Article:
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"Mission - Help Hubble Phone Home"

Discussion in 'Science & Technology' started by ASPCA4EVER, May 7, 2009.

  1. ASPCA4EVER

    ASPCA4EVER New Member

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    Astronauts making one last house call to Hubble
    By MARCIA DUNN AP Aerospace Writer The Associated Press
    Thursday, May 7, 2009 3:58 PM EDT Latest News
    CAPE CANAVERAL, Fla. (AP) — The Hubble Space Telescope is about to get one last house call. And never before have the risks been higher.

    On Monday, astronauts will rocket away to the most famous telescope of modern times. They'll be taking up new scientific instruments, replacement parts for broken cameras and fresh batteries that should keep Hubble running for five to 10 years.

    This cosmic-scale grand finale — stalled seven months by a telescope breakdown — will be NASA's most daring overhaul yet of the 19-year-old orbiting observatory, a captivating, twinkling jewel in the sky representing $10 billion of investment.

    Never before have spacewalking astronauts attempted to fix dead science instruments on the Hubble, equipment that was never meant to be handled in orbit. Before they've just swapped out the whole thing at the telescope, which started out life shockingly nearsighted.

    In all, five spacewalks will be performed in as many days by two repair teams. Two of the repairmen have visited Hubble before and, because of that, were chosen for this extraordinarily difficult job, on a par with operating-room surgery.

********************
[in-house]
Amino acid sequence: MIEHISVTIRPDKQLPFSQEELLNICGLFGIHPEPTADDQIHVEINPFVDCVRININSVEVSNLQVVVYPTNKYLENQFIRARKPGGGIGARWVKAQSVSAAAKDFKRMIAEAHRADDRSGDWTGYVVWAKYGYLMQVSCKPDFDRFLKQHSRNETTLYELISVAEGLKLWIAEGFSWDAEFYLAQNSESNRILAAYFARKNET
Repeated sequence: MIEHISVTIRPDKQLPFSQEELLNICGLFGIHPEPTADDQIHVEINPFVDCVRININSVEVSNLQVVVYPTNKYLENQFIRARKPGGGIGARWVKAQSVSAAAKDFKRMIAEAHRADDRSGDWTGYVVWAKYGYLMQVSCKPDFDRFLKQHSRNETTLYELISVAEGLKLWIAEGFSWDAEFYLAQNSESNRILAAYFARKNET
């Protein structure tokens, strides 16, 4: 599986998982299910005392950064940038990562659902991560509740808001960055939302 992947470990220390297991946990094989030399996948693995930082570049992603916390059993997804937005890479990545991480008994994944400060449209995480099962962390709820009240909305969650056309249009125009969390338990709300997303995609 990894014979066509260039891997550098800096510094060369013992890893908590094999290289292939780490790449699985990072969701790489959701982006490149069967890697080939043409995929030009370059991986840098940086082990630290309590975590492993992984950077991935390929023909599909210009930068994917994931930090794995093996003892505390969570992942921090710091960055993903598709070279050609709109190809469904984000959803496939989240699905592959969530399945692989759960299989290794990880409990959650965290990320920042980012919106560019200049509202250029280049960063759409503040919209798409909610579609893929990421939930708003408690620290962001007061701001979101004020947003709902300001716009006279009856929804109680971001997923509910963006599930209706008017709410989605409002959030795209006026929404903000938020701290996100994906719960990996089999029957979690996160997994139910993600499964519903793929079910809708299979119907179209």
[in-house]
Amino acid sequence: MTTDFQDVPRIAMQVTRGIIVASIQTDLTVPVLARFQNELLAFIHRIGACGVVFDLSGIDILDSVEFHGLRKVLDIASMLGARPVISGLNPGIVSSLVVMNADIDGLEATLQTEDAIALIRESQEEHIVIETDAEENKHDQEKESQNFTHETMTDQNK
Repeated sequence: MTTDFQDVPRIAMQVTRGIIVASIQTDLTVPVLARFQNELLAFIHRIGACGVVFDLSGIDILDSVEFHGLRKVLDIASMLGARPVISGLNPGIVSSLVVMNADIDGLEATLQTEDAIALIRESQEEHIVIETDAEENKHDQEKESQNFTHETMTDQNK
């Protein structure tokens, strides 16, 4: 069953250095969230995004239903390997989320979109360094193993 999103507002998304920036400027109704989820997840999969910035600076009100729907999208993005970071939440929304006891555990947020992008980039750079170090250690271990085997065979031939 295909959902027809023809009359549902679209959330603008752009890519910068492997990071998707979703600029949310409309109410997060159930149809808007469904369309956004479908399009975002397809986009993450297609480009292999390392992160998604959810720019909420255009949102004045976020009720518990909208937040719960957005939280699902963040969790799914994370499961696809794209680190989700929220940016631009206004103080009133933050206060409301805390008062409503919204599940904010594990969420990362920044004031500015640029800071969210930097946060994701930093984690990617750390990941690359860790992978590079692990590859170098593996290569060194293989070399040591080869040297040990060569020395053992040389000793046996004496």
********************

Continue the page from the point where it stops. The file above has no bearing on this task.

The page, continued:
"Hubble needs a hug," said the chief repairman, John Grunsfeld, who will be making his third trip to the telescope.

    Space shuttle Atlantis and its crew of seven will face increased danger from space junk because of Hubble's extremely high and littered orbit 350 miles up. They will need someone to come and get them — fast — if their ship sustains serious Columbia-type damage during launch or later in flight. They will not have the luxury of camping out at the international space station while awaiting rescue. The space station will be in another orbit and impossible to reach.

    The mission, once canceled because it was considered too perilous, has an unprecedented safety net: another space shuttle on the launch pad. There is no guarantee, though, that NASA could pull off a rescue in time to save the Hubble crew. It would take three to seven days, at least, to launch a second shuttle.

    http://www.mediacomtoday.com/news/r...ass&action=2&lang=en&_LT=UNLC_NKNWU00L2_UNEWS
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    This wondrous little space telescope has sent some aw-inspiring photos and data back to us...I sure hope that they are able to repair HUBBLE!
     
  2. ASPCA4EVER

    ASPCA4EVER New Member

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    Our astronauts are really awesome...truly they are doing some serious monumental things out there!!!

    Yea, for our NASA team!
     
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